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Wednesday, October 27, 2010

Are you speaking or asking? Pardon my rant.

At the risk of sounding like a cranky old lady, what is it with the weird intonation of almost everyone under 30?  It hit me today that, even on NPR (which, I believe, is slowly sinking into the morass of bad media), reporters all have that irritating habit of putting the inflection on the end of their sentence, making it not so much a statement as a question.  After listening to an hour of this, I have to turn off the radio.  I long for strong speakers, with professional, moderated voices.  Thinking of Walter Cronkite makes me feel all teary.  It seems we are surrounded by young men and women who have a slightly flat, whiny tone and sound so querulous.  I find myself muttering, "Oh, just spit it out, will you?"  See?  I am asking a question there. 

As I was growing up, dinner was served at 6 p.m. sharp (Eastern Standard Time).  Part of the dining experience - besides practicing our good manners:  no elbows on the table, no fidgeting - was the "Word for the Day".  My father pronounced it and we were expected to look it up and use it.  I am old enough to have missed New Math (thank goodness), but learned to write cursive by slowly forming the letters in chalk on the blackboard, and practiced, practiced, practiced good grammar.  What was learned at school, was stressed at home.  So I literally cringe when I hear, "Me and Mike went..."  Me went? 

And don't even get me started on "invite", as in, "Did you send him an invite?"  I plead guilty to jazzy punctuation, but, alas and alack (smidgen of Shakespeare in HS), this old fogey is getting left behind in the literary and grammatical dust.

7 comments:

  1. If basic grammar is still being taught in our schools, obviously each child in the classroom is busily texting a friend two rows over and NOT paying attention to the teacher.

    Correct speech and good manners seem to have gone the way of the dinosaurs. I think it is sad.

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  2. And there it is... Mama Pea, sadly basic grammar is not being taught properly in schools anymore. I'm afraid to begin... there's the "d'nealian alphabet" now, essentially a way of printing letters so that the teachers don't have to teach cursive later, and as parents we get scolded if we teach them printing and cursive writing separately. When I'm able someday, I will actually show you how ridiculous children's printing is. I'm not sure what grade your husband taught, but he is most likely familiar with the look of this. Phonics are non-existent. "Sight Words" are taught instead - this is plain memorizing, so if they student never memorized the word, they will never know how to spell it. This is turning out terrible spellers who appear to be illiterate as adults if they were to have to write on paper instead of using spellcheck. I am fanatical about spelling, punctuation and grammar and so is my mother! She is obviously the reason why! Susan, now you have got me ranting too! I do have to plead guilty as a Minnesotan to turning everything into a question, eh? :)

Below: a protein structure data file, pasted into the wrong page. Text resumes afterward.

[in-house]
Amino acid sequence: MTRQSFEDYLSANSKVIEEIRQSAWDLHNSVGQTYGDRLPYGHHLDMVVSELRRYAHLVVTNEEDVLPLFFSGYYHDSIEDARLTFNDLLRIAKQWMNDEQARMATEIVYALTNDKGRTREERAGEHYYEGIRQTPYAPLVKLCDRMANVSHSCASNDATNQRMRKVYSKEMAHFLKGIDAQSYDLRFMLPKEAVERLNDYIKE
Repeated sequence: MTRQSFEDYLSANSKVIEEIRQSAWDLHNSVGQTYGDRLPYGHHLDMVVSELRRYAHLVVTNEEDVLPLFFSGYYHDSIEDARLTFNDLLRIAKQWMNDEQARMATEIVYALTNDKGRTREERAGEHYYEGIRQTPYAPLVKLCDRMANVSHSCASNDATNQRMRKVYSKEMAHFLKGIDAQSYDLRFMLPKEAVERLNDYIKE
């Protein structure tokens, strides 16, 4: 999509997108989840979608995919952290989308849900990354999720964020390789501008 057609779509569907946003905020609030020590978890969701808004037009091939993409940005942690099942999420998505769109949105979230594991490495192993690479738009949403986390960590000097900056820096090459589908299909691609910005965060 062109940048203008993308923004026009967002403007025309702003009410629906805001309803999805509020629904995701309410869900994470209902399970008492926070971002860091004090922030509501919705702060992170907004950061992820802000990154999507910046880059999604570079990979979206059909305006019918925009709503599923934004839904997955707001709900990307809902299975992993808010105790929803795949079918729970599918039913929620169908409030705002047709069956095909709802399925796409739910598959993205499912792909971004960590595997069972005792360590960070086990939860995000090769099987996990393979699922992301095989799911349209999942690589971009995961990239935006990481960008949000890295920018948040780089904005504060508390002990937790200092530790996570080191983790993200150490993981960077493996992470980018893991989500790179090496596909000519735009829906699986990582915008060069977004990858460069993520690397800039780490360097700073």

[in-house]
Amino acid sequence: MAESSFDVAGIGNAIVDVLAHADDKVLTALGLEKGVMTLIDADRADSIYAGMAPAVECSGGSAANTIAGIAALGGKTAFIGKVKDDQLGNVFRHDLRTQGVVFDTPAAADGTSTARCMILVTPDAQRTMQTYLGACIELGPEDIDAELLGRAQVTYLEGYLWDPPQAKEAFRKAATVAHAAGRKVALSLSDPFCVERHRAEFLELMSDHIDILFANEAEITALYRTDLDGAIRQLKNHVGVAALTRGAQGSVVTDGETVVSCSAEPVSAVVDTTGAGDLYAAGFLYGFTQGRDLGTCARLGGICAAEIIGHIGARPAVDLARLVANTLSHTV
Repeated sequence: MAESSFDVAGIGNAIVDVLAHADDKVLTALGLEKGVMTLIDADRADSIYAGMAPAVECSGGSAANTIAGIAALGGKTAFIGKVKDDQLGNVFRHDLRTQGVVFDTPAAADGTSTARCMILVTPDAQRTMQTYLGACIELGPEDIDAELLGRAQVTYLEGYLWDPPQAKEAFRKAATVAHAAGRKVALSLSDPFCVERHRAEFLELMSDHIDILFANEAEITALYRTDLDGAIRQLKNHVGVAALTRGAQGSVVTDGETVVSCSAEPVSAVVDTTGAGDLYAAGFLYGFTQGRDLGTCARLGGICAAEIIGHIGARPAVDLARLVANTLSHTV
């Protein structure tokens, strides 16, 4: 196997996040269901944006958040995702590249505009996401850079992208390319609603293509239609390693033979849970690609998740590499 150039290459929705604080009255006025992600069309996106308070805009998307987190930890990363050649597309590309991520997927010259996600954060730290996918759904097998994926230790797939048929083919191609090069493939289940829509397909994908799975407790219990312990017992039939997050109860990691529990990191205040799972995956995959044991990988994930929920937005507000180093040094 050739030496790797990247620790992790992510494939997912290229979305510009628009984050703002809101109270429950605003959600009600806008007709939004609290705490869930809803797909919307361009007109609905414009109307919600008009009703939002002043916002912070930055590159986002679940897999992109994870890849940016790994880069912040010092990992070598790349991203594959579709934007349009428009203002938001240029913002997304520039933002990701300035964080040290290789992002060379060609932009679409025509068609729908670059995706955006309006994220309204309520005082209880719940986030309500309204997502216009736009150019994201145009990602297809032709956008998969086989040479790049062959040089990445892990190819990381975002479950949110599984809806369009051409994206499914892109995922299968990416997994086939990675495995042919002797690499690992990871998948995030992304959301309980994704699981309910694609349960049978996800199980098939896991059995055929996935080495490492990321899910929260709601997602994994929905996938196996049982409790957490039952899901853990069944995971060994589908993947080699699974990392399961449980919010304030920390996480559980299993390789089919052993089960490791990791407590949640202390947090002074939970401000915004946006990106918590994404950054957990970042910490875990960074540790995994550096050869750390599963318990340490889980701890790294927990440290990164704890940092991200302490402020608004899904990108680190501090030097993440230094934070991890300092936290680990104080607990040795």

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  3. Well, Erin & Mama Pea, every "eh?" I've heard was spoken with a twinkling eye. And a twinkling eye is a sure sign of natural intelligence. Amen. I have worked for big real estate developers, legal partners, etc., and they all couldn't spell to save their lives. And then there are the bloggers who don't bother to even proof their post or use spell check. I think it's an insult to their readers, not to have taken the time. Whoa, Nelly. I'm getting hot under the collar here. Time for a *nice* break! It's frustratin, ain't it?

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  4. This comment is on writing. I process paperwork for newly hired employees. The young people today cannot write. I joke that they are all practicing to become doctors. When I was in school in the "olden days" we were graded on penmanship. I can remember wasting a lot of paper trying to get my writing to look perfect.

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  5. Judy, that is so true. In a few years, none of the young people will know how to write. They all type. And in code, at that. It's a shame - there are so many lovely words out there. I love good penmanship.

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  6. My SIL is a teacher for our local community college and she is constantly telling me how frustrated she gets grading papers. I have begged her to scan and share one with me because I am mortified of the things she says.

    For example, one student wrote and entire paper using text language. U for You, R for Are etc.

    Are you kidding me??? I think I would lose it!

    When I worked for a large company, I was asked to proof all of my bosses out going letters. I called it "word-smithing" becuase I had to change everything!! Everything! I am not grammar genius and I am sure I have made mistakes in this comment even -spelling or grammar. But PLEASE, he was making 6 figures!

    Ok, done. Please don't count my errors against me as a moron. :)

    And Erin...I have never even heard of half those things you talked about! What???

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